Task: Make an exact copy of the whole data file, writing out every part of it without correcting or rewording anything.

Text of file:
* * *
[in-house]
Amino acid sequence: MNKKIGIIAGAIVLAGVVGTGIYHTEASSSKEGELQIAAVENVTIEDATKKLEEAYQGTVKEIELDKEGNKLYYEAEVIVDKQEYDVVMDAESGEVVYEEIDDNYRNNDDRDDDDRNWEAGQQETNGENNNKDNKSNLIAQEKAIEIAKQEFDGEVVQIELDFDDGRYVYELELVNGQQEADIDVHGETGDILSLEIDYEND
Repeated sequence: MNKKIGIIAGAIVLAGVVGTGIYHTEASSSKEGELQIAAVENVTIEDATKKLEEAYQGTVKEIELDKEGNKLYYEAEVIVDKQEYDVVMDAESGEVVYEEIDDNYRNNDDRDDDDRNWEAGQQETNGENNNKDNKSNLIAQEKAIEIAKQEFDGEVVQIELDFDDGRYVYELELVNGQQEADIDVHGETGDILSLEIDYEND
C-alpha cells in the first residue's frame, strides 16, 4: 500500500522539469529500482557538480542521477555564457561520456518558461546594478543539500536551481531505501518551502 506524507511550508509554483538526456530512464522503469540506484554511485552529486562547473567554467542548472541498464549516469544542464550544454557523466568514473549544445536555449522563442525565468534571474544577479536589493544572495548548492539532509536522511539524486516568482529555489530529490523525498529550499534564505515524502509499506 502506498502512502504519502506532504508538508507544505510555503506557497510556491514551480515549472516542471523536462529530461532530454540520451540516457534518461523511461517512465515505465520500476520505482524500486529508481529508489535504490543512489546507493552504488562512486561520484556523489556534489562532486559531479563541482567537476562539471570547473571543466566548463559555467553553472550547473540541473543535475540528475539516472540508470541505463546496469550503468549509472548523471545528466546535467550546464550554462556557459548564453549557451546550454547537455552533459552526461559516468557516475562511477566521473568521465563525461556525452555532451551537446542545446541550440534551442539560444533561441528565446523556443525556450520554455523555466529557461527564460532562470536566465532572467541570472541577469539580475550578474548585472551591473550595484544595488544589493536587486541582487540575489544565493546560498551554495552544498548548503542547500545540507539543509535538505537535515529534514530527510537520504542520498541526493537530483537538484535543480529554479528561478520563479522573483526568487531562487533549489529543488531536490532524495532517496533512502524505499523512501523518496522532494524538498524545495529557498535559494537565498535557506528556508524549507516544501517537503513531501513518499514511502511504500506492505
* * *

[in-house]
Amino acid sequence: MNKKIGIIAGAIVLAGVVGTGIYHTEASSSKEGELQIAAVENVTIEDATKKLEEAYQGTVKEIELDKEGNKLYYEAEVIVDKQEYDVVMDAESGEVVYEEIDDNYRNNDDRDDDDRNWEAGQQETNGENNNKDNKSNLIAQEKAIEIAKQEFDGEVVQIELDFDDGRYVYELELVNGQQEADIDVHGETGDILSLEIDYEND
Repeated sequence: MNKKIGIIAGAIVLAGVVGTGIYHTEASSSKEGELQIAAVENVTIEDATKKLEEAYQGTVKEIELDKEGNKLYYEAEVIVDKQEYDVVMDAESGEVVYEEIDDNYRNNDDRDDDDRNWEAGQQETNGENNNKDNKSNLIAQEKAIEIAKQEFDGEVVQIELDFDDGRYVYELELVNGQQEADIDVHGETGDILSLEIDYEND
C-alpha cells in the first residue's frame, strides 16, 4: 500500500522539469529500482557538480542521477555564457561520456518558461546594478543539500536551481531505501518551502 506524507511550508509554483538526456530512464522503469540506484554511485552529486562547473567554467542548472541498464549516469544542464550544454557523466568514473549544445536555449522563442525565468534571474544577479536589493544572495548548492539532509536522511539524486516568482529555489530529490523525498529550499534564505515524502509499506 502506498502512502504519502506532504508538508507544505510555503506557497510556491514551480515549472516542471523536462529530461532530454540520451540516457534518461523511461517512465515505465520500476520505482524500486529508481529508489535504490543512489546507493552504488562512486561520484556523489556534489562532486559531479563541482567537476562539471570547473571543466566548463559555467553553472550547473540541473543535475540528475539516472540508470541505463546496469550503468549509472548523471545528466546535467550546464550554462556557459548564453549557451546550454547537455552533459552526461559516468557516475562511477566521473568521465563525461556525452555532451551537446542545446541550440534551442539560444533561441528565446523556443525556450520554455523555466529557461527564460532562470536566465532572467541570472541577469539580475550578474548585472551591473550595484544595488544589493536587486541582487540575489544565493546560498551554495552544498548548503542547500545540507539543509535538505537535515529534514530527510537520504542520498541526493537530483537538484535543480529554479528561478520563479522573483526568487531562487533549489529543488531536490532524495532517496533512502524505499523512501523518496522532494524538498524545495529557498535559494537565498535557506528556508524549507516544501517537503513531501513518499514511502511504500506492505